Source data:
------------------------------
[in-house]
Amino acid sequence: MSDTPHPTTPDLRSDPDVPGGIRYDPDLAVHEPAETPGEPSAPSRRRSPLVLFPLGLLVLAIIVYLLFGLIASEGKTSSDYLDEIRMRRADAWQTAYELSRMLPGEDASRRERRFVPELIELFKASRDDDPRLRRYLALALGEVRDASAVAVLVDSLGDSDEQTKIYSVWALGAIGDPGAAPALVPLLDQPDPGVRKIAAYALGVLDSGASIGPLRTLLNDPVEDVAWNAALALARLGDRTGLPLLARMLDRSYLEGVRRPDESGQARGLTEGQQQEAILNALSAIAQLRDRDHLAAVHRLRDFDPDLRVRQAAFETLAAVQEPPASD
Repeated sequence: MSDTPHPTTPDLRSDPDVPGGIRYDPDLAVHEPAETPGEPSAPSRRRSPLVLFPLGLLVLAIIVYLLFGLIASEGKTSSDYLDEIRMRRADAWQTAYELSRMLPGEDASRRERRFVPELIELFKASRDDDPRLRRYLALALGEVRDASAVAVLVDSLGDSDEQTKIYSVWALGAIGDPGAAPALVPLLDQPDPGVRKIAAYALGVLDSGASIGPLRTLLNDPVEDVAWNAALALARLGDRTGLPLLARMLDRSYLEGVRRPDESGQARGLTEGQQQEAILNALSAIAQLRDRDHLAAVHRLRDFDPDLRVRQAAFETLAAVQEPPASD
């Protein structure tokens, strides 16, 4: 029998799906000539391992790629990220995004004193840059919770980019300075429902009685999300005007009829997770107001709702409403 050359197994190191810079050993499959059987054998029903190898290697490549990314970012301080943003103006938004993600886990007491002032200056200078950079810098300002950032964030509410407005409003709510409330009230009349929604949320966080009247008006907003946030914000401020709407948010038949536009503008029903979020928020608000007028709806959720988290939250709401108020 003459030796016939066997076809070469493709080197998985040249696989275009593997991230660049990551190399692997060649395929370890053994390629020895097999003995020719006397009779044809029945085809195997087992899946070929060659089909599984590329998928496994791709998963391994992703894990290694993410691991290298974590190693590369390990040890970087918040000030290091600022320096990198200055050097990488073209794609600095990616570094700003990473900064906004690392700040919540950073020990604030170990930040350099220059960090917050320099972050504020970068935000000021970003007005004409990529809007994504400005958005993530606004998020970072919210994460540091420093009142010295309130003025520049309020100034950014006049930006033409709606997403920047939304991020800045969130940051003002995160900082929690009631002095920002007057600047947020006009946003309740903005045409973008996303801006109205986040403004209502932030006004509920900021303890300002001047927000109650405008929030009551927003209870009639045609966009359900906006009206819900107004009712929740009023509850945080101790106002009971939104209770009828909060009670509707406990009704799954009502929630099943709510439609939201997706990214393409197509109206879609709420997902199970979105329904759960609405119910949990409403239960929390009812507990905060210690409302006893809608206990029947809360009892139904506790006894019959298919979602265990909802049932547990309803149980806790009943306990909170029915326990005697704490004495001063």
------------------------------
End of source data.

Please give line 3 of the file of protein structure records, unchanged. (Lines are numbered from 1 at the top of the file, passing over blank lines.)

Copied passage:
Repeated sequence: MSDTPHPTTPDLRSDPDVPGGIRYDPDLAVHEPAETPGEPSAPSRRRSPLVLFPLGLLVLAIIVYLLFGLIASEGKTSSDYLDEIRMRRADAWQTAYELSRMLPGEDASRRERRFVPELIELFKASRDDDPRLRRYLALALGEVRDASAVAVLVDSLGDSDEQTKIYSVWALGAIGDPGAAPALVPLLDQPDPGVRKIAAYALGVLDSGASIGPLRTLLNDPVEDVAWNAALALARLGDRTGLPLLARMLDRSYLEGVRRPDESGQARGLTEGQQQEAILNALSAIAQLRDRDHLAAVHRLRDFDPDLRVRQAAFETLAAVQEPPASD